The sanctuary is one of the few structures at the site that predate the MM III (ca 1700 B.C.) palace.

This text is cited Nov 2002 from The Perseus Project URL below, which contains 1 image(s), bibliography & interesting hyperlinks.

Mallia, Palace

Site: Mallia
Type: Palace
Summary: The Palace at Mallia, ca. 40 km E of Knossos, is considerably smaller than at Knossos and less richly decorated than the other Minoan palaces.
Date: 1700 B.C. - 1450 B.C.
Period: Middle Bronze Age

The Central Court, with a shallow pit (possible altar) at the exact center and uncharacteristic porticos along its E and N sides, is enclosed in the SE sector of the palace. E of the court are magazines and workshops. Immediately W of the court is a group of rooms of probable religious function. Farther W are additional magazines and service rooms. N of the Western Magazines is the North Service Court which probably served as the food preparation area. The upper stories seemed to contain a royal Residential Quarter at the NW and a Banquet Hall just N of the Central Court. In general, the palace has an unusually large number of work areas and storage rooms, including the 2 rows of circular granaries at the SW corner. This and the scarcity of rich decoration give it an agrarian, villa-like character.

With the exception of a small, LM III A-B (ca. 1350-1300 B.C.) shrine built off-axis 25 m N of the Central Court, the original Neopalatial Period ground plan of the Palace remained virtually unaltered since ca 1450 B.C.

This text is cited Nov 2002 from The Perseus Project URL below, which contains 5 image(s), bibliography & interesting hyperlinks.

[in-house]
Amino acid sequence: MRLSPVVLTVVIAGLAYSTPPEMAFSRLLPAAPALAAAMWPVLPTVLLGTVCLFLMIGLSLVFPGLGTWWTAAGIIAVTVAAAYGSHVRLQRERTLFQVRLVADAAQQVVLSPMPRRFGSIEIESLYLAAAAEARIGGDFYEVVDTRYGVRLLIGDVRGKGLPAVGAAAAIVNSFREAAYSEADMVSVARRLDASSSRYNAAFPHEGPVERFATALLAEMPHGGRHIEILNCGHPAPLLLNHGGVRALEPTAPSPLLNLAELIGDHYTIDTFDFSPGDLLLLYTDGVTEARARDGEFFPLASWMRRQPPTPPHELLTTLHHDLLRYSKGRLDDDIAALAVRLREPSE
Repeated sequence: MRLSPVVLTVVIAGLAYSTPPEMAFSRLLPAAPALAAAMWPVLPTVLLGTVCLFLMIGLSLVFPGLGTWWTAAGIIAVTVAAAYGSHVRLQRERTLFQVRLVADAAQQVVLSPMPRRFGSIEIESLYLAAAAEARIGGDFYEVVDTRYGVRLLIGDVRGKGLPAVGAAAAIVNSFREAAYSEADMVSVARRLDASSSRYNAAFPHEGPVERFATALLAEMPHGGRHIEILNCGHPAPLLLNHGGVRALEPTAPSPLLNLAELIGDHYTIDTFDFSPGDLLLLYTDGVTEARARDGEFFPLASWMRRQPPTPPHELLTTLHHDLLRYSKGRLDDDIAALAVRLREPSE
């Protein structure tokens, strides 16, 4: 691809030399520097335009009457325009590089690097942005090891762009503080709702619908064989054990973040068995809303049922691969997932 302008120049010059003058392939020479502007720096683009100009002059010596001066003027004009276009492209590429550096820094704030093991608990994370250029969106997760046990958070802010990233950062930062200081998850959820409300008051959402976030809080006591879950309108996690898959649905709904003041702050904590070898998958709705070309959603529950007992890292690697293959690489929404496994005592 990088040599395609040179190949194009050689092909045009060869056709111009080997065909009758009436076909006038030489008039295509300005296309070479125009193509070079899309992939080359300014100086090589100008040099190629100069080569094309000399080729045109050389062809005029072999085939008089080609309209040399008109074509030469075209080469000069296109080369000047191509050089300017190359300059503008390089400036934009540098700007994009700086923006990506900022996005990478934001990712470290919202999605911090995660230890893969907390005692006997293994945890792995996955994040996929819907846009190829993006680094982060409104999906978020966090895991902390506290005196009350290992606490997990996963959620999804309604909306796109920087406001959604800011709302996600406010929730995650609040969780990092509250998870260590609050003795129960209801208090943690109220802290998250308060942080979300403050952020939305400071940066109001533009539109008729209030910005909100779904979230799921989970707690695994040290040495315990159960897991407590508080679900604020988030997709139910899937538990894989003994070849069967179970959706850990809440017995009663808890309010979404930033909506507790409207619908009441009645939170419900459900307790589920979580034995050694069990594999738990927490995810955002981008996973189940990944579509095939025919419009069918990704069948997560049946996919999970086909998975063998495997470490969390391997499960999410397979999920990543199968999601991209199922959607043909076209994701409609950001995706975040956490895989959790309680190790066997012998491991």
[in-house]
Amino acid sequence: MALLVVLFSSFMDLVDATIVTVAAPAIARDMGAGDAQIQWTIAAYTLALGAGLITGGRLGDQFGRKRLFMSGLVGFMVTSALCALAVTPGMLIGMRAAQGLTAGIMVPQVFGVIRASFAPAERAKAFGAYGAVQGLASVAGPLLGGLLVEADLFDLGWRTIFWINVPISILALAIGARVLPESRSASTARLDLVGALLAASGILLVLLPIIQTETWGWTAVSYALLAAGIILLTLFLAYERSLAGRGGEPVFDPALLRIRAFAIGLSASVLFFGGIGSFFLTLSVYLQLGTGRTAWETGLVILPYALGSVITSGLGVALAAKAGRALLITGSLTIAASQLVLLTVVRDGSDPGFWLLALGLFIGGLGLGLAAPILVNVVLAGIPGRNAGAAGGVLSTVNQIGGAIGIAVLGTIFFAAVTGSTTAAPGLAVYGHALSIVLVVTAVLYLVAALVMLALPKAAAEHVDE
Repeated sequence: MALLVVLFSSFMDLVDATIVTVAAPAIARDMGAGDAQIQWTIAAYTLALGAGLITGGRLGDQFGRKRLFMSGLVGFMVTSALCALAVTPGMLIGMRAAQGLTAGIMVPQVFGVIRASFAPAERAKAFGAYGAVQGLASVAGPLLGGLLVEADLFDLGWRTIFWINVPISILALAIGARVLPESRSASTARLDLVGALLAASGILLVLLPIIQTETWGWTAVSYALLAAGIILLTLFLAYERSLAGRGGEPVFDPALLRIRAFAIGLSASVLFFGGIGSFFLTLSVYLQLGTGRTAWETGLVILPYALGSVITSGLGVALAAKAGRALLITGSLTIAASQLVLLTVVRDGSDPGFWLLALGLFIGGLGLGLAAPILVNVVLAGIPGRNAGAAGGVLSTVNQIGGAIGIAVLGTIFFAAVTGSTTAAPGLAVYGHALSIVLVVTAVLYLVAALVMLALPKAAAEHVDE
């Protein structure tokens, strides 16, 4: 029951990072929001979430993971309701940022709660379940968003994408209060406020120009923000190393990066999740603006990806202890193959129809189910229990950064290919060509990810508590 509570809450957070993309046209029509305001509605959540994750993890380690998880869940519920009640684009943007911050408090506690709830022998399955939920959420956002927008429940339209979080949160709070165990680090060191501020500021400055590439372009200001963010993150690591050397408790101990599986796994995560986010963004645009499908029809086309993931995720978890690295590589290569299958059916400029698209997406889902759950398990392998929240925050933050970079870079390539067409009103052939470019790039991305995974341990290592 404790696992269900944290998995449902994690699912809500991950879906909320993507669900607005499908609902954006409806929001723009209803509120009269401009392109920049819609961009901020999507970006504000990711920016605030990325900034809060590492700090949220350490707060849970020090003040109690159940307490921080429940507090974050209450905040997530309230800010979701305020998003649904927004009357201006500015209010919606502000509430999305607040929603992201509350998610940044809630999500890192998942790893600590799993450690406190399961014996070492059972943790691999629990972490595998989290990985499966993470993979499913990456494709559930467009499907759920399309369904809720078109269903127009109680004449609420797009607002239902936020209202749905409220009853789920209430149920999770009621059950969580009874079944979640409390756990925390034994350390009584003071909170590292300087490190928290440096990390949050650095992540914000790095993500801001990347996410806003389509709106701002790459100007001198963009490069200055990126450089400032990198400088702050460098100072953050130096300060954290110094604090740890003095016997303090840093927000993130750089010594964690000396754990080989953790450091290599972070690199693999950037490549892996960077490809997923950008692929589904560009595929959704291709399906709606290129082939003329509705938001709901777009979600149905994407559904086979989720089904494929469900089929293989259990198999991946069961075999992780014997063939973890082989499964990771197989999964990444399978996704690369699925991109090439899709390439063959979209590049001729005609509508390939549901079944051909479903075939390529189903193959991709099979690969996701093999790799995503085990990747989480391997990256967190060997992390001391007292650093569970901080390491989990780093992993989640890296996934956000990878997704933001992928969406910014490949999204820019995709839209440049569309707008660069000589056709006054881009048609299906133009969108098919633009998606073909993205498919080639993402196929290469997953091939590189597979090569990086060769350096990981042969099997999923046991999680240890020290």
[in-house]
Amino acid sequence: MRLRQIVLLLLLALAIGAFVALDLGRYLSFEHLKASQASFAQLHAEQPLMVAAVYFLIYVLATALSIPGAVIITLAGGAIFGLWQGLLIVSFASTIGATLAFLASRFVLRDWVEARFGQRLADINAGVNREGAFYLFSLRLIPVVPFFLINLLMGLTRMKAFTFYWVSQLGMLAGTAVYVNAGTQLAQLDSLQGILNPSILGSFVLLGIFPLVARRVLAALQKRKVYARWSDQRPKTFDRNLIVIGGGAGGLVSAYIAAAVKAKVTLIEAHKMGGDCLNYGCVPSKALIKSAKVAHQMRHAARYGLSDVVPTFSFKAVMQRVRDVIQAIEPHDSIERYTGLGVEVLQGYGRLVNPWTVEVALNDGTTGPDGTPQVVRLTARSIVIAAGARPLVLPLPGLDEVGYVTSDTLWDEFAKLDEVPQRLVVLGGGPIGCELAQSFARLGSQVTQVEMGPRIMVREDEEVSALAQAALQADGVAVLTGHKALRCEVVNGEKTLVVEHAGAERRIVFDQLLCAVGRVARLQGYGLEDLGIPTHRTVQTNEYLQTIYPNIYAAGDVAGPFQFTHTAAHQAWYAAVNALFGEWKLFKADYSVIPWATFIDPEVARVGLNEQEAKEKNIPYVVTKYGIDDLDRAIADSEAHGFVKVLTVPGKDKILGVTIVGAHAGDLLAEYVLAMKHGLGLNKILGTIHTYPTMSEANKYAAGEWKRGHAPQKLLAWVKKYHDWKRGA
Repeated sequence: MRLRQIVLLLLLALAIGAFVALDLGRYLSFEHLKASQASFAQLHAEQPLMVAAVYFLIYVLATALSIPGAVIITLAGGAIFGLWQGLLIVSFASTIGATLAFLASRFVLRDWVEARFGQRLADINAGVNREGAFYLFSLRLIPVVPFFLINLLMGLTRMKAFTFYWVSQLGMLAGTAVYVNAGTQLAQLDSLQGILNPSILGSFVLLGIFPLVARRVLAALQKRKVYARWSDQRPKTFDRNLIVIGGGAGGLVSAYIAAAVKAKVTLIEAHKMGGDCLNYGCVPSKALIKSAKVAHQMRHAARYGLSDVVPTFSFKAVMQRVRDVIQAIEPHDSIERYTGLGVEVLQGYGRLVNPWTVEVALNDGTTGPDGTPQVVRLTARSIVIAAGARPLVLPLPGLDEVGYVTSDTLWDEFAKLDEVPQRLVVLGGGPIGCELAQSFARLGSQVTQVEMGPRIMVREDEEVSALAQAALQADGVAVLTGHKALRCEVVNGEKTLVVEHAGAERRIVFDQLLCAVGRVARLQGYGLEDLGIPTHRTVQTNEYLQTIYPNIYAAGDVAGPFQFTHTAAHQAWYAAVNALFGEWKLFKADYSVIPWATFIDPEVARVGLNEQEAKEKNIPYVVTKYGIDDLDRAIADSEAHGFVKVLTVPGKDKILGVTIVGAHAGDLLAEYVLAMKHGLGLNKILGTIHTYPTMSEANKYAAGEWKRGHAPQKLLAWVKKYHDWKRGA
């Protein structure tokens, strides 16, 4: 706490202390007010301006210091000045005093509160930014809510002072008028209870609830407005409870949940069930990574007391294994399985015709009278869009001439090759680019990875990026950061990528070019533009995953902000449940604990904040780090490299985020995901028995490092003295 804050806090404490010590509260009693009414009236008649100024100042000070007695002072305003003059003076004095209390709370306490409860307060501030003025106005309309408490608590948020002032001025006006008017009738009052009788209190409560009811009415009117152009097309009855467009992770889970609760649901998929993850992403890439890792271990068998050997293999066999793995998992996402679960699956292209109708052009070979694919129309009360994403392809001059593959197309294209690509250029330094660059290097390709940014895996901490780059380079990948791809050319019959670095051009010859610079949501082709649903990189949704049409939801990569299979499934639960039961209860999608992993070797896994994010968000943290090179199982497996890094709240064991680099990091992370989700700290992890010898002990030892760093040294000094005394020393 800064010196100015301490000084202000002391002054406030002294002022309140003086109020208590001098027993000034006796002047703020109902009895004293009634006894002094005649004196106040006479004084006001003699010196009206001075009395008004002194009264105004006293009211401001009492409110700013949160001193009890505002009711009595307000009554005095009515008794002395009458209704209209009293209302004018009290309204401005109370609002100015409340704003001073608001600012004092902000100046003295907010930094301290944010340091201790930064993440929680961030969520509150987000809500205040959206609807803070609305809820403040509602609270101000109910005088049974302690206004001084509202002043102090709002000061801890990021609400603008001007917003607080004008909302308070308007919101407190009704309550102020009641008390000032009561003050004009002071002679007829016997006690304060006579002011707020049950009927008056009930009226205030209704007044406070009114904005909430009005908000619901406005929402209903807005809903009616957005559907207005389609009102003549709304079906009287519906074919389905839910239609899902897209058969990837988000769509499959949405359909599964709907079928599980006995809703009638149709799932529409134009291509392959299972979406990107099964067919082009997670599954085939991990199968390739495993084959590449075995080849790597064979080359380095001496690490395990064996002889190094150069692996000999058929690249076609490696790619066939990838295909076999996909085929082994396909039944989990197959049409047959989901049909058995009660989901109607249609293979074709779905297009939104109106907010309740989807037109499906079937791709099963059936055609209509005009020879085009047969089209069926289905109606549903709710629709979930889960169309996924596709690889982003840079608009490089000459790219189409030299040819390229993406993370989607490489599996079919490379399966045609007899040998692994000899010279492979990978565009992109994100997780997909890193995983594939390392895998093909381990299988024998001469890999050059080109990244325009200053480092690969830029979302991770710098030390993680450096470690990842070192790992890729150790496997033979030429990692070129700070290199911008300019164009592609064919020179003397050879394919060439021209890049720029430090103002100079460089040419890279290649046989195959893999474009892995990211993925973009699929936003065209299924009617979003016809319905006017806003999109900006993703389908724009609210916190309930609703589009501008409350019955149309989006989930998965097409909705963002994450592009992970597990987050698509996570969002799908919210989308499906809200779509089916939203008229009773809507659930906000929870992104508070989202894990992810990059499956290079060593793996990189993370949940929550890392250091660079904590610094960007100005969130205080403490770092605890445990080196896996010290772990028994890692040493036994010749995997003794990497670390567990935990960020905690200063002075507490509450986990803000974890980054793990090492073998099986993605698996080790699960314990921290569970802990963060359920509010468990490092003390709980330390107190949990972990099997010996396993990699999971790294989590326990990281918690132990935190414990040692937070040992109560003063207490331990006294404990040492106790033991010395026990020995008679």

Perseus Site Catalog


Region: Crete
Periods: Middle Bronze Age, Late Bronze Age
Type: Settlement
Summary: Minoan palace with associated town and cemeteries.

Physical Description:
    Located on the N coast of Crete ca. 34 km E of Knossos, in a small fertile plain near the foothills of Mount Dicte. As at Knossos and other Minoan palaces, the rooms, magazines, and corridors of the palace were arranged around a rectangular central court. At Mallia, however, there were more utilitarian work rooms, storage rooms, and grain silos and fewer luxurious private rooms which gives the Mallia palace more of a country villa or farm estate character. Associated with the palace are the houses and buildings of a considerable town, paved roadways, and cemeteries, including the Khrysolakko cemetery which has yielded some of the finest examples of Middle Minoan gold work and jewelry. Mallia is one of the smaller (ca. 8000 sq. m) of the known palace sites and its ancient name is unknown, but it has the best preserved ground plan of all palace sites and extensive well-preserved remains in the associated town.
The site of Mallia was 1st settled in the Early Minoan I period (ca. 3000 B.C.) and the 1st palace construction dates to the beginning of Middle Minoan I (ca. 1900 B.C.). Although the original structure at Mallia had all the essential elements of a Minoan Palace, it was less elaborate and complex that the other known palaces and there was less extensive use of upper stories, light wells, and staircases. As a result, when the great earthquake struck Crete near the end of the Middle Minoan II period (at ca. 1700 B.C.), Mallia suffered less damage than the other palaces and was rebuilt with little alteration. At Knossos and the other palaces, however, there was extensive rebuilding and renovation. The excavations at the palace and town of Mallia, therefore, provide much information about earlier (Old Palatial Period, or pre-earthquake) Middle Minoan architecture. Mallia, as almost all of the Minoan palaces and sites, suffered a violent destruction and burning at the end of Late Minoan Ib (ca. 1400 B.C.), and was completely abandoned. Only one small building was later built over the site and a settlement of the Geometric period at Mallia avoided the ancient site itself. This later history has helped to make Mallia one of the best preserved and most informative of all Minoan sites.
    Discovery and preliminary investigations by J. Hatzidhakis. Excavations: 1922 - present, French School of Archaeology.

Donald R. Keller, ed.
This text is cited Oct 2002 from The Perseus Project URL below, which contains 30 image(s), bibliography & interesting hyperlinks.